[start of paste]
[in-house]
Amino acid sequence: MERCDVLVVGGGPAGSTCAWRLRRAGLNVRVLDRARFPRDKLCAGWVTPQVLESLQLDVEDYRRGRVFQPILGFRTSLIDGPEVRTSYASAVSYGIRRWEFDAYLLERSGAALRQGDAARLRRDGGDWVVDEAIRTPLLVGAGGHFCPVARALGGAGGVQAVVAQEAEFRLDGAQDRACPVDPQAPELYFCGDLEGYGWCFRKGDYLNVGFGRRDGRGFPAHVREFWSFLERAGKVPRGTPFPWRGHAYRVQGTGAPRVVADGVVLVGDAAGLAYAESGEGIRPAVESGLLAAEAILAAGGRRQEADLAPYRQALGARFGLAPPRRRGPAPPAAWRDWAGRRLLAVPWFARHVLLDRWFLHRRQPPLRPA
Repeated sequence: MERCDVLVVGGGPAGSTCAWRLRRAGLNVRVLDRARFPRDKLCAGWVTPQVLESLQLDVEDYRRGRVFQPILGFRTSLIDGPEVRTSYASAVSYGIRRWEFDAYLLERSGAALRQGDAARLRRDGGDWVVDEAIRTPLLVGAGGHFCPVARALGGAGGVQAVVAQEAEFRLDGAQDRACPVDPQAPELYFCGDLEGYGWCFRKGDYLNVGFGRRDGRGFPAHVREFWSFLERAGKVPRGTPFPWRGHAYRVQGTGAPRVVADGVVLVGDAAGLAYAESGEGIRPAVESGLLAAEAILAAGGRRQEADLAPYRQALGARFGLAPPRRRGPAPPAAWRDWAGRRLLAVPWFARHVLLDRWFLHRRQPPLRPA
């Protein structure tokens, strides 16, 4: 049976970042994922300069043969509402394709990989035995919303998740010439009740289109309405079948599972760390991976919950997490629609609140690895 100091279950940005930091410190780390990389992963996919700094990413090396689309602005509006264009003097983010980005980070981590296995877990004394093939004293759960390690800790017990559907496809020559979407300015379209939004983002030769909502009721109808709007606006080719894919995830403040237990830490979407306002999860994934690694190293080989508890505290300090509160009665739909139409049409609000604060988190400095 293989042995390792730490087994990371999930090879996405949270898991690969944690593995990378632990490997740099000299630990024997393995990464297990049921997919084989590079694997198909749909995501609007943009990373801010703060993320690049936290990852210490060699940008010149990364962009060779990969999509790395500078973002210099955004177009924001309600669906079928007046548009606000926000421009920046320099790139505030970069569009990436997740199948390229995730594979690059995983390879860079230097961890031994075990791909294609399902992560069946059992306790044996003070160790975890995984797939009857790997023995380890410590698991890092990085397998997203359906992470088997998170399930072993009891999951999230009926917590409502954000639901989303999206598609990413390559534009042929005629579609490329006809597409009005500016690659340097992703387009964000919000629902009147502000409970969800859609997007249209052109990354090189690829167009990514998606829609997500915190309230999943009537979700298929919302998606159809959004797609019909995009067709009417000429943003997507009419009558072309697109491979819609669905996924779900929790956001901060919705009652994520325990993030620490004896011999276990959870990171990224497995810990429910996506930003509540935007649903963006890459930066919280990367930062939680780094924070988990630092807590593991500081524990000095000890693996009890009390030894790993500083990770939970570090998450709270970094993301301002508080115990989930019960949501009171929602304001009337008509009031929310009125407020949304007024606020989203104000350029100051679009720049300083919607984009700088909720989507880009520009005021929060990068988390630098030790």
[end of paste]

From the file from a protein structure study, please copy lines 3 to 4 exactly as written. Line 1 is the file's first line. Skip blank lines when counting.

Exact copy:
Repeated sequence: MERCDVLVVGGGPAGSTCAWRLRRAGLNVRVLDRARFPRDKLCAGWVTPQVLESLQLDVEDYRRGRVFQPILGFRTSLIDGPEVRTSYASAVSYGIRRWEFDAYLLERSGAALRQGDAARLRRDGGDWVVDEAIRTPLLVGAGGHFCPVARALGGAGGVQAVVAQEAEFRLDGAQDRACPVDPQAPELYFCGDLEGYGWCFRKGDYLNVGFGRRDGRGFPAHVREFWSFLERAGKVPRGTPFPWRGHAYRVQGTGAPRVVADGVVLVGDAAGLAYAESGEGIRPAVESGLLAAEAILAAGGRRQEADLAPYRQALGARFGLAPPRRRGPAPPAAWRDWAGRRLLAVPWFARHVLLDRWFLHRRQPPLRPA
């Protein structure tokens, strides 16, 4: 049976970042994922300069043969509402394709990989035995919303998740010439009740289109309405079948599972760390991976919950997490629609609140690895 100091279950940005930091410190780390990389992963996919700094990413090396689309602005509006264009003097983010980005980070981590296995877990004394093939004293759960390690800790017990559907496809020559979407300015379209939004983002030769909502009721109808709007606006080719894919995830403040237990830490979407306002999860994934690694190293080989508890505290300090509160009665739909139409049409609000604060988190400095 293989042995390792730490087994990371999930090879996405949270898991690969944690593995990378632990490997740099000299630990024997393995990464297990049921997919084989590079694997198909749909995501609007943009990373801010703060993320690049936290990852210490060699940008010149990364962009060779990969999509790395500078973002210099955004177009924001309600669906079928007046548009606000926000421009920046320099790139505030970069569009990436997740199948390229995730594979690059995983390879860079230097961890031994075990791909294609399902992560069946059992306790044996003070160790975890995984797939009857790997023995380890410590698991890092990085397998997203359906992470088997998170399930072993009891999951999230009926917590409502954000639901989303999206598609990413390559534009042929005629579609490329006809597409009005500016690659340097992703387009964000919000629902009147502000409970969800859609997007249209052109990354090189690829167009990514998606829609997500915190309230999943009537979700298929919302998606159809959004797609019909995009067709009417000429943003997507009419009558072309697109491979819609669905996924779900929790956001901060919705009652994520325990993030620490004896011999276990959870990171990224497995810990429910996506930003509540935007649903963006890459930066919280990367930062939680780094924070988990630092807590593991500081524990000095000890693996009890009390030894790993500083990770939970570090998450709270970094993301301002508080115990989930019960949501009171929602304001009337008509009031929310009125407020949304007024606020989203104000350029100051679009720049300083919607984009700088909720989507880009520009005021929060990068988390630098030790």